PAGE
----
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Note: The company formerly known as Spark has rebranded as Particle.

You’ve amassed a small fortune in diamonds, wood, coal, iron, food, and the other resources you need. You’ve spent hours building the perfect Minecraft fortress to stockpile your goods. But who will watch your stash while you’re on another server? In this project guide, you’ll learn to use Arduino coding on a tiny Spark Core microcontroller to build an alarm system to alert you about Minecraft intruders — in the real world!

The Spark Core is a microcontroller programmed with the Arduino language. The important feature that the Spark adds over the basic Arduino boards is the internet! It can communicate over Wi-Fi to other internet-connected devices. In this project, you’ll program a Minecraft tripwire in the game to send signals to your Spark, using a Minecraft mod called ComputerCraft. The Spark will then use a voice module to alert you in real life of the intruder.

This project is quick and easy and it requires no soldering — just plug in the jumper wires. Once you’ve learned this trick you can trigger all kinds of gadgets and robotic behaviors from inside Minecraft.

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1. Connect the electronics.

IMPORTANT: Leave the Spark Core unplugged from the USB port on your computer while you’re connecting the wiring.

Use the male-to-female jumper wires to connect the pins from the ISD1820 voice module board to the Spark Core’s breadboard as follows:

Voice module

Spark Core

VCC

3V3

GND

GND

PLAYE

D5

One end is a socket that slides onto the pin on the voice module, and the other end is a pin that plugs into the breadboard. (These jumper wires are much easier to use than the 2 blue wires that I soldered in the picture!)

Next, connect the 2 speaker wires to the 2 screw terminals on the voice module marked SPEAKER.

Now plug the USB cable into your computer to power up the circuit. Hold down the REC button on the voice module, and say “Intruder Alert!” in your most alarmed voice. Press the PLAYE button to play back your recording for testing.

2. Set up your Spark Core.

Now that your Spark Core microcontroller is powered on, you need to connect it to your Wi-Fi network, create an account with Spark, and “claim” your core to add it to your account.

All of these steps are most easily accomplished through the iPhone or Android apps offered by Spark. Search for “Spark Core” in your app store, or follow these links for iPhone or Android.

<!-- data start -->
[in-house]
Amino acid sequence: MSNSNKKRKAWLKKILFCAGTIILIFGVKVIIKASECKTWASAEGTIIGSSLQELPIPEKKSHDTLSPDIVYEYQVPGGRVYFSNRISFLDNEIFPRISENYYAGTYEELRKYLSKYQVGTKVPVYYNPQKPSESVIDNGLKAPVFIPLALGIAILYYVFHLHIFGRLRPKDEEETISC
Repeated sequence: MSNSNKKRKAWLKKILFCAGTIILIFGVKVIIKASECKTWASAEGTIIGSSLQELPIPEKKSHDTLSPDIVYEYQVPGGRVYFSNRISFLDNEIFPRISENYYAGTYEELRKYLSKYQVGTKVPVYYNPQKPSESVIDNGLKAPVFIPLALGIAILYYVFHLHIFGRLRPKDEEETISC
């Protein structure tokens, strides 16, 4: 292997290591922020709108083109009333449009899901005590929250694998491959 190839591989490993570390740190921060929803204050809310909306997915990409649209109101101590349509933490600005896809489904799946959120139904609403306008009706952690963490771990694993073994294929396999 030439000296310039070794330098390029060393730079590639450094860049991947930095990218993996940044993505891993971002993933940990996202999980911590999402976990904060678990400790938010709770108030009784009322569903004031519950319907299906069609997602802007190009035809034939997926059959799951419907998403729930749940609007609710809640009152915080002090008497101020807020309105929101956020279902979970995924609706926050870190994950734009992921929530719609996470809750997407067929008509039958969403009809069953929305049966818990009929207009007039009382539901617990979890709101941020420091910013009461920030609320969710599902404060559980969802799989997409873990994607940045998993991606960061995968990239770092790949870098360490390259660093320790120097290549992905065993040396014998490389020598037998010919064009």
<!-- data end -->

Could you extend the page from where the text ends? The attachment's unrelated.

If you need any help with the app, or if you don’t have an iPhone or Android phone, the Spark getting started web page has information and alternate setup methods.

3. Program your Spark Core.

The Spark Core microcontroller is programmed through a web interface at the Spark website: https://build.spark.io Sign in with the username and password you created when you set up your Spark Core. Then create a new “App” and name it something descriptive like “Minecraft-Alarm.”

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Here’s the code to enter for your app:

void setup() {
Spark.function("alarmOn", alarmOn);
pinMode(D5, OUTPUT);
}
void loop() {
}
int alarmOn (String command) {
digitalWrite(D5, HIGH); // signal alarm
delay(1000); // wait for a second
digitalWrite(D5, LOW); // stop signalling alarm
}

If you’ve done any Arduino programming before, this code will look very familiar to you. The one main difference is that there is no code in the loop() section. This is because our code waits to be triggered by a signal coming in from the internet.

The alarmOn function simply sends a HIGH output on pin D5 to activate the voice module’s PLAYE pin connected there. In the setup() section, we register this function with the Spark cloud to let it know it is ready for this signal.

Spark.function("alarmOn", alarmOn);

After you’ve entered the code, press the lightning bolt symbol in the upper right corner of the Spark interface to upload your program to your Spark.

4. Test your code.

Before you try and trigger the Spark program from Minecraft, you’ll test it over the web. Whenever you’re creating a project with multiple interconnected parts, it’s good practice to test each part by itself to simplify your troubleshooting.

Go to this Spark Control Panel:
https://andyforest.github.io/sparkControl/examples/Spark_Control_Panel.html

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With this interface, you can send commands to your Spark. There are 3 fields you need to fill in on this form. You can get the first 2 — your Core ID and Access Token — from the Spark interface.

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Note that I have blurred out my Access Token. The reason for this is that if someone has this token, they can take complete control of your Spark device. We’re going to use the token in our code anyway, because if our Spark starts doing strange things because someone has hacked it, we can always press that Reset Token button and regain control of it. Spark is working on a way to allow anonymous access to remote functions without exposing your access token, but that feature is not ready yet.